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AAOS Now

Published 2/1/2010
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Reid Stanton

Take in a movie at the 2010 Annual Meeting

Interactive theater debuts in Academy Hall

Motion pictures continue to be one of orthopaedic education’s most helpful and widely used instructional tools, according to Gene R. Barrett, MD, chair of the Academy’s Multimedia Education Center Subcommittee.

“Today, orthopaedists can both publish and view orthopaedic video in a great many venues. The AAOS Annual Meeting has always been a prime showcase because the Multimedia Education Center offers such a vast array of peer-reviewed, high-quality anatomy, examination, treatment, and technique videos in one convenient location,” he explained. “And this year, we’re initiating a Featured Presentations Theater to provide an entirely new avenue for exploring the use of media in orthopaedic education.”

Located in Academy Hall (Hall D) in the Morial Convention Center, the theater adds an entirely new dimension to the presentation of video and media programs. The glass-enclosed space will enable attendees to focus on the presentations without missing the surrounding bustle.

The Featured Presentation Theater offers Annual Meeting participants and program authors a special environment for teaching and learning. For the first time, orthopaedic surgeon educators will be able to interact with their viewing audience in an organized educational program.

“We are trying something new, and are gratified by the response we received from authors who are willing to volunteer their time,” said Dr. Barrett.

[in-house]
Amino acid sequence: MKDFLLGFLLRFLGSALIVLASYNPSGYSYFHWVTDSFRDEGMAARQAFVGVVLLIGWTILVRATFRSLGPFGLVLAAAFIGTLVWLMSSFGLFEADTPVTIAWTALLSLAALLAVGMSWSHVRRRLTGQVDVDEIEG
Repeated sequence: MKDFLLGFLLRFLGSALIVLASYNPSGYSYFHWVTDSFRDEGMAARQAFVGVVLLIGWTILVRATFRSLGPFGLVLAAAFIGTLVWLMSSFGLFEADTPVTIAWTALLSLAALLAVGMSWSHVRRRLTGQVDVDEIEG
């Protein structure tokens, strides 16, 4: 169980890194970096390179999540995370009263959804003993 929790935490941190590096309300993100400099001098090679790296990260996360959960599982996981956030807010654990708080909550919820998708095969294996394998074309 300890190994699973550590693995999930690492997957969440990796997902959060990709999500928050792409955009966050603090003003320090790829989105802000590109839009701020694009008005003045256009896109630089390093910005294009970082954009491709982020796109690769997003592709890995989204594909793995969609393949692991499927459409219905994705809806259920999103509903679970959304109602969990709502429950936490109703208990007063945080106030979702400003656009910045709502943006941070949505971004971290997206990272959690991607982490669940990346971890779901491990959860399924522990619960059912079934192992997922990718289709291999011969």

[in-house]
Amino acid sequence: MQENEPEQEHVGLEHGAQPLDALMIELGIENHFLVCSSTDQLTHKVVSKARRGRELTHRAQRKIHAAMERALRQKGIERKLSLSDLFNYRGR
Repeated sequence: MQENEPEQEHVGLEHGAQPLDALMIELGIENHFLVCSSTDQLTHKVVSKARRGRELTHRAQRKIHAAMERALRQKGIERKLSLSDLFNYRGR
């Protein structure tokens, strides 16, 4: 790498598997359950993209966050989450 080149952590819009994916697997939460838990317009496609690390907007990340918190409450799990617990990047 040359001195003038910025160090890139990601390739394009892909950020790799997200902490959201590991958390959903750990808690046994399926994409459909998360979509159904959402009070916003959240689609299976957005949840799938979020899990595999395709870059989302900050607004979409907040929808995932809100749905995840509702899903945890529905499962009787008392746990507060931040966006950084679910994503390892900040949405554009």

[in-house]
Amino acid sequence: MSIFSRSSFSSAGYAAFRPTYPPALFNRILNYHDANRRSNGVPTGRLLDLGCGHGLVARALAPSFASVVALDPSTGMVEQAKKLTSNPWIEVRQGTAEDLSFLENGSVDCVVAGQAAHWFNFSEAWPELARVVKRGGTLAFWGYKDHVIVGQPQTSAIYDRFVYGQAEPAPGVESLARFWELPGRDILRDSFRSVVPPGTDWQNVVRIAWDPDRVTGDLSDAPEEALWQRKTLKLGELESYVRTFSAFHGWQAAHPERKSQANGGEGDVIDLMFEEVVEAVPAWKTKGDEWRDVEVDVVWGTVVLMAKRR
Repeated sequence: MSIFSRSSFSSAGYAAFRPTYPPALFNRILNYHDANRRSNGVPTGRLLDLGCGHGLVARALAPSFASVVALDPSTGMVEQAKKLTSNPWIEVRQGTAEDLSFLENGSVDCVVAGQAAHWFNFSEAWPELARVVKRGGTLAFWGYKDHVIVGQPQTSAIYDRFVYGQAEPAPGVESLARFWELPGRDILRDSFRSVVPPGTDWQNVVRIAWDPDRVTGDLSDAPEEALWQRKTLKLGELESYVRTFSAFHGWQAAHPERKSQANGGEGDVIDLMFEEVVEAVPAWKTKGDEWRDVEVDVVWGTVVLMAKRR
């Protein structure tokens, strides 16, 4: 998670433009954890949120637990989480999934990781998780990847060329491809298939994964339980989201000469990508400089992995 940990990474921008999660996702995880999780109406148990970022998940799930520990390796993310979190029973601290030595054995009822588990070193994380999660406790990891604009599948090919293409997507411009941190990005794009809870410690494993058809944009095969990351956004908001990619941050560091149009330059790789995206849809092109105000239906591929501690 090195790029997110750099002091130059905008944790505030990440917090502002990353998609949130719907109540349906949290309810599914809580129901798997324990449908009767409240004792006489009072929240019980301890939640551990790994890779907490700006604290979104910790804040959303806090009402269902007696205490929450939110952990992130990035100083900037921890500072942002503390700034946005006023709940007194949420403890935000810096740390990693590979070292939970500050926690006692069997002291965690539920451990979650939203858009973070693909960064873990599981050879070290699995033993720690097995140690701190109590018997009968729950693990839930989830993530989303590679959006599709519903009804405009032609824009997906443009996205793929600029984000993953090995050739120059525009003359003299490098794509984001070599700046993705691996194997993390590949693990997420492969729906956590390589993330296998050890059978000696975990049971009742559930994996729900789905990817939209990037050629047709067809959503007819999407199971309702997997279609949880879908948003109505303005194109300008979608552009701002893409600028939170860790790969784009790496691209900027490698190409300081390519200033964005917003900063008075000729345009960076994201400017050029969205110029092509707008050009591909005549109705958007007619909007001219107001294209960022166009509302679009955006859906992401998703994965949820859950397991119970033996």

Network to foster understanding
The theater will serve as a “town square” in the heart of the Multimedia Education Center for networking and communication that can foster deeper understanding. Recent Academy market research indicates that Annual Meeting participants are interested in meeting and conversing with publication authors; networking is a key reason members attend the annual meeting. The Featured Presentation Theater will facilitate and enhance that opportunity.

More than 25 1-hour sessions are scheduled during the meeting, beginning on Tuesday afternoon. Every in-depth presentation is free and open to all. Authors will introduce and screen their media programs. Audience members will be able to participate in a brief question-and-answer session.

Presenters include pioneers in their fields, as well as some relative newcomers, but all share a passion for the techniques they portray in film.

Media up close and personal
A lot of work goes into creating a surgical technique program. At the Featured Presentations Theater, participants will be able to ask authors why they chose to make a media program and how they selected the topic.

“The glass-enclosed theater, with just 36 seats, provides an intimate atmosphere for anyone who wants to learn more,” said Kevin D. Plancher, MD, the subcommittee’s chair-elect. “Everyone wants to learn how to do it, how to perform orthopaedic surgical techniques. By meeting the faculty, participants have the opportunity to go behind the camera, so to speak, and address any unanswered questions.”

A complete list of programs and authors will be published in the Final Program and in the Annual Meeting Daily Editions of AAOS Now. Check the final program for times and presenters; you’re sure to find several you won’t want to miss.

Reid Stanton is the AAOS manager of electronic media programs. He can be reached at stanton@aaos.org